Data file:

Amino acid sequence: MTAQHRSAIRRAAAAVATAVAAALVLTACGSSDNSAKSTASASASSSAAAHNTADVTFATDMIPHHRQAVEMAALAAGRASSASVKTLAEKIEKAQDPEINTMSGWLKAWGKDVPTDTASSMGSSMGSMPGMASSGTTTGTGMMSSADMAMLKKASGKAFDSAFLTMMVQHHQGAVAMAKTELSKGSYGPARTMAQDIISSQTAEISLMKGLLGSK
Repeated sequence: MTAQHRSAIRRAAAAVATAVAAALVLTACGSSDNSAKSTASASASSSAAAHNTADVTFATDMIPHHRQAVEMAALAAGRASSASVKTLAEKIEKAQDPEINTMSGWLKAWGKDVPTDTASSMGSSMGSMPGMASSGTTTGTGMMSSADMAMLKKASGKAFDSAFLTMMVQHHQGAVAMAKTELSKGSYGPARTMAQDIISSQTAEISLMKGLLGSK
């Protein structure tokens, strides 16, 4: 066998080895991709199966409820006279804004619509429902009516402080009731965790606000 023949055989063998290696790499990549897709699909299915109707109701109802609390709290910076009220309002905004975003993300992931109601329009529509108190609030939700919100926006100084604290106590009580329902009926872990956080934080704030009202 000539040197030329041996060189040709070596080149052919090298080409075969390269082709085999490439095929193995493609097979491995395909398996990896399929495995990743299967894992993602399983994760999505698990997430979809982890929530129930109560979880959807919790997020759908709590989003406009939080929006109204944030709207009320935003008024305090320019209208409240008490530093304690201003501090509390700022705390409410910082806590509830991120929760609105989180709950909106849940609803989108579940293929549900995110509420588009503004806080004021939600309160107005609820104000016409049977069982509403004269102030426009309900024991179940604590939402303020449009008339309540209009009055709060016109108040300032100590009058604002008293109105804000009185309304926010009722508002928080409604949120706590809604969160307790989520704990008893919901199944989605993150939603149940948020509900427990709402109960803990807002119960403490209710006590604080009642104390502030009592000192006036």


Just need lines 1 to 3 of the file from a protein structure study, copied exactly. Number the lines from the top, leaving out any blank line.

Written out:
Amino acid sequence: MTAQHRSAIRRAAAAVATAVAAALVLTACGSSDNSAKSTASASASSSAAAHNTADVTFATDMIPHHRQAVEMAALAAGRASSASVKTLAEKIEKAQDPEINTMSGWLKAWGKDVPTDTASSMGSSMGSMPGMASSGTTTGTGMMSSADMAMLKKASGKAFDSAFLTMMVQHHQGAVAMAKTELSKGSYGPARTMAQDIISSQTAEISLMKGLLGSK
Repeated sequence: MTAQHRSAIRRAAAAVATAVAAALVLTACGSSDNSAKSTASASASSSAAAHNTADVTFATDMIPHHRQAVEMAALAAGRASSASVKTLAEKIEKAQDPEINTMSGWLKAWGKDVPTDTASSMGSSMGSMPGMASSGTTTGTGMMSSADMAMLKKASGKAFDSAFLTMMVQHHQGAVAMAKTELSKGSYGPARTMAQDIISSQTAEISLMKGLLGSK
């Protein structure tokens, strides 16, 4: 066998080895991709199966409820006279804004619509429902009516402080009731965790606000 023949055989063998290696790499990549897709699909299915109707109701109802609390709290910076009220309002905004975003993300992931109601329009529509108190609030939700919100926006100084604290106590009580329902009926872990956080934080704030009202 000539040197030329041996060189040709070596080149052919090298080409075969390269082709085999490439095929193995493609097979491995395909398996990896399929495995990743299967894992993602399983994760999505698990997430979809982890929530129930109560979880959807919790997020759908709590989003406009939080929006109204944030709207009320935003008024305090320019209208409240008490530093304690201003501090509390700022705390409410910082806590509830991120929760609105989180709950909106849940609803989108579940293929549900995110509420588009503004806080004021939600309160107005609820104000016409049977069982509403004269102030426009309900024991179940604590939402303020449009008339309540209009009055709060016109108040300032100590009058604002008293109105804000009185309304926010009722508002928080409604949120706590809604969160307790989520704990008893919901199944989605993150939603149940948020509900427990709402109960803990807002119960403490209710006590604080009642104390502030009592000192006036």